Last November, one of the strangest pieces of hip-hop filmography found its way onto the internet. It presented itself as a trailer for a movie about a young Chinese student writing a book report on Tupac Shakur, complete with quaint reenactments of some of the rapper's finest interviews. It set the internet ablaze, partially because it beat Hollywood to making a film with Tupac as a main character, but more so because every second of it was absurd.
The shots alone were wild, from the teacher's hyper-curly hipster mustache to faux Tupac's elaborate gesticulations while he spits his street poetry. There were explosive transitions, gratuitous chase scenes and even a military demonstration. It hit on just about every B-movie trope, drawing blank, confused, breathless takes from almost every major music publication.
It turns out this was exactly the aesthetic its creators were going for. There's no actual film to accompany it. That trailer (banished from YouTube thanks to a copyright claim, but floating around other places) is apparently the first offering in a much larger campaign being run by Tsalta Baptiste, the actor who plays Tupac, to introduce Chinese audiences to authentic American hip-hop culture and to get American hip-hop thinking about its global status.
China meet Tupac. And hip-hop, meet your new Chinese listenership.
"People always criticize China for releasing low quality product or materials, as far as bags and shoes or whatever," Baptiste told Mic in a phone interview while on a brief trip back to the United States. "We decided to make a film version of that to try to direct people's attention to what we're doing over here."
Baptiste is working with a growing group of partners in the Chinese entertainment industry in his attempts to shed light on hip-hop's Golden Age roots, which are strangely overlooked in the country. He realized this void while studying toward a master's in international development at Zhejiang Yuexiu University of Foreign Languages, looking for a way to utilize his previous experience in entertainment management. He had previously mentored under Mathew Knowles, father of Beyoncé and famed talent scout in his own right. When Baptiste saw the gap in the entertainment market in China, he seized it.
"There's a lot of knowledge of American culture — a lot [of] Big Bang Theory, Two Broke Girls, typical American stuff — but not necessarily the true diversity of America," Baptiste said. "Hip-hop is popular, but it's not the hip-hop we know. It's an appropriated version that's Korean."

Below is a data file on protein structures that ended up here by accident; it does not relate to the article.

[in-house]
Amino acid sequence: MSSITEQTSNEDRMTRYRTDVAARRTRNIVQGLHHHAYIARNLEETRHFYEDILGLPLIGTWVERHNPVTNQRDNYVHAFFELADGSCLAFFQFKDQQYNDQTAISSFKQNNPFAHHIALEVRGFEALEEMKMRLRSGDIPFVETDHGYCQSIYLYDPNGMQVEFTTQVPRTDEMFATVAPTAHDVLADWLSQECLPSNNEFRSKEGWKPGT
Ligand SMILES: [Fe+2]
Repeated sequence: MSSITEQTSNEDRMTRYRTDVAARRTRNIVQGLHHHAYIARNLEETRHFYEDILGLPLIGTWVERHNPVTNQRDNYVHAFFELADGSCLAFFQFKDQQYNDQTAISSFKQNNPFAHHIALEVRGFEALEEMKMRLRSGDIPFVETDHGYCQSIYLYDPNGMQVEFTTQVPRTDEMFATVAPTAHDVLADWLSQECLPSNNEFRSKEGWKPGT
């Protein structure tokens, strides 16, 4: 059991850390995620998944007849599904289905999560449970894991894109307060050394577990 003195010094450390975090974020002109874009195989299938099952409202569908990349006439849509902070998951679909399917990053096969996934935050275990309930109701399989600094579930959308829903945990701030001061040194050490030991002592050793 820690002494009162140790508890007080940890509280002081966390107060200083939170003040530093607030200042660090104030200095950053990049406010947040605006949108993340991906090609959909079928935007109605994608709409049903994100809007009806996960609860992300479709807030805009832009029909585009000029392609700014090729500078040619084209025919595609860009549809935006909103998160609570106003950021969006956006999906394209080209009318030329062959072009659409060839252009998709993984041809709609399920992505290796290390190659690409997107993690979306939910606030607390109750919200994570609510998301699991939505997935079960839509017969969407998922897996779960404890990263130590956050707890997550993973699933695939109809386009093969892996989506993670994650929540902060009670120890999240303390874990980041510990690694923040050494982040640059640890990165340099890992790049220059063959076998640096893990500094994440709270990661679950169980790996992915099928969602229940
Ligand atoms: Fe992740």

He names Korean pop groups, like G-Dragon and Big Bang, the latter of which he describes as "an eccentric and elaborated version of the Black Eyed Peas." There's a little Eminem, he added. "You know things that are easier to sell in China, because the market has been saturated by Eurocentrism," he said. But people there have little knowledge of its original innovators, like Thug Life poet Tupac, which he aimed to change with the trailer.
There are issues with importing hip-hop into China wholesale. The Chinese government still maintains tight censorship laws, and the country's cultural precepts encourage its people to avoid "spiritual pollution."
"It's not good to curse, or show a lot of sexuality, anything that can pollute your spirit," Baptiste explained. This is exactly why Jay Z found himself unable to perform in the country in 2006, with ministry of culture officials citing the rapper's "vulgar language." It's also why Baptiste and his director, young filmmaker Steven Sheng, chose to portray Tupac's more sensitive, romantic side.
"I felt that in order for the Chinese market to receive him well we had to make him more of a philosopher," Baptiste said. "Everything that Tupac says in that trailer is stuff that he said in real life. We didn't change it or script anything in any way. We just wanted to make sure we shared the king, the head honcho of hip-hop, the true hip-hop, not any extended or appropriated version."
Judging solely on the amount of people the trailer reached on hip-hop publications at home and overseas, it signals that Baptiste did touch a nerve with that somehow. He's since become somewhat of a local celebrity, which he intends to push to the fullest extent. The actual resources at his disposal are slowly catching up as he pours more thought and ambition into his mission.
"Yeah, we happened to make a video and it went viral, but this is just the beginning," Baptiste said. "We want to show the world that these cultures fit together. We're going to show people a movement. It has to be global. I want the hip-hop community to see what's going on over here."
Next up is the original Kung Fu-admiring, hip-hop crossovers: the Wu-Tang Clan.
"I know it sounds kind of cliché, but that's exactly why we're doing it," Baptiste said. "When it comes out, it's probably going to be on CNN. The way we're going to take this, it's going to be epic, because we have to equal or rival our last project. I know you're thinking, 'Wu-Tang, China, I think I've seen that before. I know what's going to happen.' But trust me, dude, this is going to be something you've never seen before."